As a result of these and other efforts of the "Saving Superpave Team," about $2.5 million in additional funds were obtained for critical Superpave projects. Most of the laboratory equipment was purchased using pooled fund money so that one procurement could be used to purchase each piece of equipment. This eliminated the need for each State to procure the equipment on its own and ensured that the equipment for all States met the most up-to-date specifications.
Under the 1991 Surface Transportation Act, Congress charged FHWA with leading the implementation. The development of Superpave has been a dynamic process in which laboratory science, the test environment at WesTrack (a pavement testing facility in Nevada), and practical on-road experience all provided invaluable information. The development of better equipment and specifications has continued through national expert working groups (ETGs) and by training given by FHWA and other organizations.
Superpave has benefited from the strong leadership of participating managers and the technical expertise of ETGs. They coordinated the work of the large and varied group of stakeholders across the Nation to minimize duplication of effort.
As with most ambitious projects, Superpave has collected a number of lessons learned. Perhaps the most valuable has been to include the end-user in all phases of research, development, and implementation. Throughout the history of Superpave, feedback from implementers in the field to researchers in the lab has resulted in reiterative improvements. In an annual survey conducted by the New York State Department of Transportation and FHWA's New York Division, end-users have the opportunity to note deficiencies and difficulties, and their comments have been used to fine-tune the Superpave system and track implementation.
The Lead State Program
As with any other innovative technology, a market for Superpave had to be developed. Prospective users needed to be educated about the new technology and convinced that it would benefit them and their customers.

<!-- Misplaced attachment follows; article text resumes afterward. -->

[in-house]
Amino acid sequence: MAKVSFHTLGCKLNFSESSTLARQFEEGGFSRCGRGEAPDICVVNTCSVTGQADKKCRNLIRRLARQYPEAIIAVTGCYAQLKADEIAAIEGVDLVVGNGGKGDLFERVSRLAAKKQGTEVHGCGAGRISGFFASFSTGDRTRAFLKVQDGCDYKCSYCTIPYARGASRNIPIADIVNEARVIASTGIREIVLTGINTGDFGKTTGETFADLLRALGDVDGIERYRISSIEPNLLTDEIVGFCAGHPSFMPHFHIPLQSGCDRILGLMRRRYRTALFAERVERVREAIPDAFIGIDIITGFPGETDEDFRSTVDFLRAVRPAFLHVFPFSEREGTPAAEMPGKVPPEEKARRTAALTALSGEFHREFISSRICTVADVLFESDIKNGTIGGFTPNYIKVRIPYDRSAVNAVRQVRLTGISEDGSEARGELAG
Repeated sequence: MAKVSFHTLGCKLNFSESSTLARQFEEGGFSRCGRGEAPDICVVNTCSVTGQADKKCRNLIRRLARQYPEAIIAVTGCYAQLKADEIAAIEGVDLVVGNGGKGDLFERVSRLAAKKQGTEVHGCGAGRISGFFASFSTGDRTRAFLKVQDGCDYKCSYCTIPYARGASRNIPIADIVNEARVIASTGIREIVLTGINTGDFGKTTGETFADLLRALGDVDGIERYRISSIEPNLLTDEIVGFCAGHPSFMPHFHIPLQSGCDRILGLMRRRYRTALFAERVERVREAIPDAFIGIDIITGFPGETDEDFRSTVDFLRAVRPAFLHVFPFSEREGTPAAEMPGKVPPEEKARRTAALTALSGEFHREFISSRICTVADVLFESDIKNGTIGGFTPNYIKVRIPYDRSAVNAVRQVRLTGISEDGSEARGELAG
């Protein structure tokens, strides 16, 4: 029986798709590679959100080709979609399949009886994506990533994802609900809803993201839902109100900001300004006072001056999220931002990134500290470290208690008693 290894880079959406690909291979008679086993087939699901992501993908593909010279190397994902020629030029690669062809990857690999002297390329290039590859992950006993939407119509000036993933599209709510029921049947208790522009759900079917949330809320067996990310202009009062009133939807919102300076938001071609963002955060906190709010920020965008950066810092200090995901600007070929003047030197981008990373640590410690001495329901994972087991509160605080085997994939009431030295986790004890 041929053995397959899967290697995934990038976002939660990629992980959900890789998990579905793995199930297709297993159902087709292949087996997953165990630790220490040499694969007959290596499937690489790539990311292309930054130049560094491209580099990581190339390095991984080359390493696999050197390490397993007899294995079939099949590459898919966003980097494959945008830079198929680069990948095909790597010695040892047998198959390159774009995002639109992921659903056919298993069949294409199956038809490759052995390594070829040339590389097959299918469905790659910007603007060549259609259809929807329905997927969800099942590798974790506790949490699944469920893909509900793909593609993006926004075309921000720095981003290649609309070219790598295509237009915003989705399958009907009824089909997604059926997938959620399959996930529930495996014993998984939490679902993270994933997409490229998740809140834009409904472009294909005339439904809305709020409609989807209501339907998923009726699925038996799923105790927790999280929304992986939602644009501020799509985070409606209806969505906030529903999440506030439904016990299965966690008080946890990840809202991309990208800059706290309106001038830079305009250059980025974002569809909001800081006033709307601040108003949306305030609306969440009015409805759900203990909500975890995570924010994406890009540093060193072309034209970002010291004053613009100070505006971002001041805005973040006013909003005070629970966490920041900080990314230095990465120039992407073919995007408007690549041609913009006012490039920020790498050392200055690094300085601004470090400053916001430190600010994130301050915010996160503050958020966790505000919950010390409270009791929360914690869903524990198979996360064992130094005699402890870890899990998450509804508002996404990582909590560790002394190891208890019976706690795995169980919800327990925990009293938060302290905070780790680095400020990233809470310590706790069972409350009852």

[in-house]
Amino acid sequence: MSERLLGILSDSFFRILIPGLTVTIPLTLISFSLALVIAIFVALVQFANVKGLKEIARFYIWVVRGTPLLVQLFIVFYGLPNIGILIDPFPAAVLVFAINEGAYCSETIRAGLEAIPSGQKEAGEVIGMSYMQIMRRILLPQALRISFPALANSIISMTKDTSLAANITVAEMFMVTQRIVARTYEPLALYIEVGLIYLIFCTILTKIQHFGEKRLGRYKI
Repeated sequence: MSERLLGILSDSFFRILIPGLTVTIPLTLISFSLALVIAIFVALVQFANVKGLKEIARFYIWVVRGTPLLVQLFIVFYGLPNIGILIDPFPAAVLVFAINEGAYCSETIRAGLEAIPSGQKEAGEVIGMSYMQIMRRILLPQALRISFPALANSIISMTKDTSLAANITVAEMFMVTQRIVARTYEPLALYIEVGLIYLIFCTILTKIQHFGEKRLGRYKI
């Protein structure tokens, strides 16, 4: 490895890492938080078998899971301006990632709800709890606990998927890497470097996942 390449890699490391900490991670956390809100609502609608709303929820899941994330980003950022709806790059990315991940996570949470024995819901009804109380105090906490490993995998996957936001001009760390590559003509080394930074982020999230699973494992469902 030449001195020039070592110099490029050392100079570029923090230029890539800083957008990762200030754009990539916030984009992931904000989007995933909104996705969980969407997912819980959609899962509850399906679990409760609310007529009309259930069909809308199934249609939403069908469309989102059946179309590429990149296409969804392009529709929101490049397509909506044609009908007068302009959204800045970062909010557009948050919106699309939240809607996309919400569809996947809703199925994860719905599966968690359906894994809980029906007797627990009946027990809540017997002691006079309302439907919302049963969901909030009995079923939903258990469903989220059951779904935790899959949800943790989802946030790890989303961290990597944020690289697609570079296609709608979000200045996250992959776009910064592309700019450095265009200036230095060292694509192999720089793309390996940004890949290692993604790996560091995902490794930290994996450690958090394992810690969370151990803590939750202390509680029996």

In 1996, FHWA funded a Lead State Program to reduce the new technology's learning curve by sharing technical expertise and experience. The six lead States—Florida, Indiana, Maryland, New York, Texas, and Utah were proactive in implementing Superpave and trying new concepts and practices. The program also reduced unnecessary and costly duplication of effort. Because changes in the choice of pavement technology for public roads involve both public and private sector organizations, effective communication was key.
"It took the efforts of lots of individuals to make this happen, and the initial players have stayed with Superpave," Dunn notes. "If the FHWA field perspective of Superpave implementation had to be summed up in a word, that word would be dedication."
Paul Mack, retired deputy chief engineer for the New York State Department of Transportation (NYSDOT), adds, "We learned a great deal about what it takes to make fundamental changes in how an industry delivers its products."
With road surfaces, the stakes are high. The States collectively spend more than $10 billion annually to pave with hot-mix asphalt. Significant improvements in performance quickly translate into savings.
"The public sector—precisely because it is spending the public's money—is, by its nature, a risk-averse institution," Mack says. "In one sense, this is a good attribute but, at times, it can impede improvement. If public decisionmakers are to take calculated risks in the implementation of new technologies, they must first work in an atmosphere that rewards rather than punishes risk-takers."
As Mack sees it, research and its implementation begin with awareness of the opportunities and picking those that have a good chance for success.
He adds, "Contrary to common belief, government does not have an infinite supply of resources, and one must choose wisely where to invest so as not to waste precious resources and miss alternative opportunities."
Pushing the Margins of Performance Adds Up to Big Savings